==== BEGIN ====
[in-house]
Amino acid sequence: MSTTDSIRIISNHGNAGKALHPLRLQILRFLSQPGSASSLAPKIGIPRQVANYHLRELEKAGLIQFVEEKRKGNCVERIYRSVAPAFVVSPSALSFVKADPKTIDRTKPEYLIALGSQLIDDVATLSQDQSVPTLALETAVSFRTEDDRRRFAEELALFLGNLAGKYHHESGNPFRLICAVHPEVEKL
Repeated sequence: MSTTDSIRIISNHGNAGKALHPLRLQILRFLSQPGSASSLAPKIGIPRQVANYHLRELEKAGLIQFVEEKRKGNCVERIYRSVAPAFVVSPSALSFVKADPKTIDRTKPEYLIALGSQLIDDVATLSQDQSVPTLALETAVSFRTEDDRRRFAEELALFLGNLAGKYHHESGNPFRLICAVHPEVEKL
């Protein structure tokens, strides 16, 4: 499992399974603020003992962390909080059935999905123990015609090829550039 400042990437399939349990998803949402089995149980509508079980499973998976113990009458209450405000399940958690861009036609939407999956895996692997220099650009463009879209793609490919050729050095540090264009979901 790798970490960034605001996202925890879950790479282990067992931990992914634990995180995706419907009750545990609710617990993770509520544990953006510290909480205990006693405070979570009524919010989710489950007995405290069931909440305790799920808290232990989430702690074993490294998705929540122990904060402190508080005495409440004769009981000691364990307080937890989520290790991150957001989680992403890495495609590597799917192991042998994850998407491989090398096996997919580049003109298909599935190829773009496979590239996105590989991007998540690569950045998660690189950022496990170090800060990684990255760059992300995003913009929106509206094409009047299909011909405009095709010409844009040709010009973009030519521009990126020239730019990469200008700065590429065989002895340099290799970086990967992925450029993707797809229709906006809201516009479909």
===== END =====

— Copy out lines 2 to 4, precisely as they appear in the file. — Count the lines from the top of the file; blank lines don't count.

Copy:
Amino acid sequence: MSTTDSIRIISNHGNAGKALHPLRLQILRFLSQPGSASSLAPKIGIPRQVANYHLRELEKAGLIQFVEEKRKGNCVERIYRSVAPAFVVSPSALSFVKADPKTIDRTKPEYLIALGSQLIDDVATLSQDQSVPTLALETAVSFRTEDDRRRFAEELALFLGNLAGKYHHESGNPFRLICAVHPEVEKL
Repeated sequence: MSTTDSIRIISNHGNAGKALHPLRLQILRFLSQPGSASSLAPKIGIPRQVANYHLRELEKAGLIQFVEEKRKGNCVERIYRSVAPAFVVSPSALSFVKADPKTIDRTKPEYLIALGSQLIDDVATLSQDQSVPTLALETAVSFRTEDDRRRFAEELALFLGNLAGKYHHESGNPFRLICAVHPEVEKL
């Protein structure tokens, strides 16, 4: 499992399974603020003992962390909080059935999905123990015609090829550039 400042990437399939349990998803949402089995149980509508079980499973998976113990009458209450405000399940958690861009036609939407999956895996692997220099650009463009879209793609490919050729050095540090264009979901 790798970490960034605001996202925890879950790479282990067992931990992914634990995180995706419907009750545990609710617990993770509520544990953006510290909480205990006693405070979570009524919010989710489950007995405290069931909440305790799920808290232990989430702690074993490294998705929540122990904060402190508080005495409440004769009981000691364990307080937890989520290790991150957001989680992403890495495609590597799917192991042998994850998407491989090398096996997919580049003109298909599935190829773009496979590239996105590989991007998540690569950045998660690189950022496990170090800060990684990255760059992300995003913009929106509206094409009047299909011909405009095709010409844009040709010009973009030519521009990126020239730019990469200008700065590429065989002895340099290799970086990967992925450029993707797809229709906006809201516009479909």